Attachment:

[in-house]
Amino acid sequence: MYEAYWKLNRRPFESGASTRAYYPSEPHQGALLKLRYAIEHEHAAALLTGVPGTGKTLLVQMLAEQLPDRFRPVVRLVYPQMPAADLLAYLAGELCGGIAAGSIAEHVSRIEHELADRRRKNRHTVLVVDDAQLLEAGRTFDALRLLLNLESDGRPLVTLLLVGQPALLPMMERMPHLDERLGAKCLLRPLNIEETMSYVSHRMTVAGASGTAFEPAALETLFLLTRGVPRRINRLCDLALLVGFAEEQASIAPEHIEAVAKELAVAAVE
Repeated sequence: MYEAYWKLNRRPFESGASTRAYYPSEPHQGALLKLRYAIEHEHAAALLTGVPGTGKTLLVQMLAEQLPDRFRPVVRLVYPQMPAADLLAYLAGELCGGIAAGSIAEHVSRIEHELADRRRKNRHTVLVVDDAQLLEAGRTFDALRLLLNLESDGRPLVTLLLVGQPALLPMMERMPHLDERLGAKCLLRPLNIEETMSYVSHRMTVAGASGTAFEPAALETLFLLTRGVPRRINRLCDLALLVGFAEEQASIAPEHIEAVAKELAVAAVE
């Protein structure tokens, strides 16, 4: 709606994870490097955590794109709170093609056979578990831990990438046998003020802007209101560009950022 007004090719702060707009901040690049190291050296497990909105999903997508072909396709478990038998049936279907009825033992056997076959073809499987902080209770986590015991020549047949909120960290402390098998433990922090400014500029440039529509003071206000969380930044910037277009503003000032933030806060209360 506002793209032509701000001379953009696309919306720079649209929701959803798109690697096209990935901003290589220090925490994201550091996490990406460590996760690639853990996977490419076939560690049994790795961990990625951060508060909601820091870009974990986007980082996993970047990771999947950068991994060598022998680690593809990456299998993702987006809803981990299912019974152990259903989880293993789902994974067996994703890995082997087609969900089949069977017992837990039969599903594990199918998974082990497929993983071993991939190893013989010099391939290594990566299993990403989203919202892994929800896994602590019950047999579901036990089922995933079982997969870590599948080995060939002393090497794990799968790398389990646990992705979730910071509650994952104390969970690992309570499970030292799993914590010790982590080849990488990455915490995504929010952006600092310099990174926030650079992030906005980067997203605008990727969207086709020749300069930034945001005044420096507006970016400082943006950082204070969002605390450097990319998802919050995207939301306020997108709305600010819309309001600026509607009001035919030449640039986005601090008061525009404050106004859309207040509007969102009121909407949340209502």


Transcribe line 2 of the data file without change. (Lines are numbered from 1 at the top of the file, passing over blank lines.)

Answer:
Amino acid sequence: MYEAYWKLNRRPFESGASTRAYYPSEPHQGALLKLRYAIEHEHAAALLTGVPGTGKTLLVQMLAEQLPDRFRPVVRLVYPQMPAADLLAYLAGELCGGIAAGSIAEHVSRIEHELADRRRKNRHTVLVVDDAQLLEAGRTFDALRLLLNLESDGRPLVTLLLVGQPALLPMMERMPHLDERLGAKCLLRPLNIEETMSYVSHRMTVAGASGTAFEPAALETLFLLTRGVPRRINRLCDLALLVGFAEEQASIAPEHIEAVAKELAVAAVE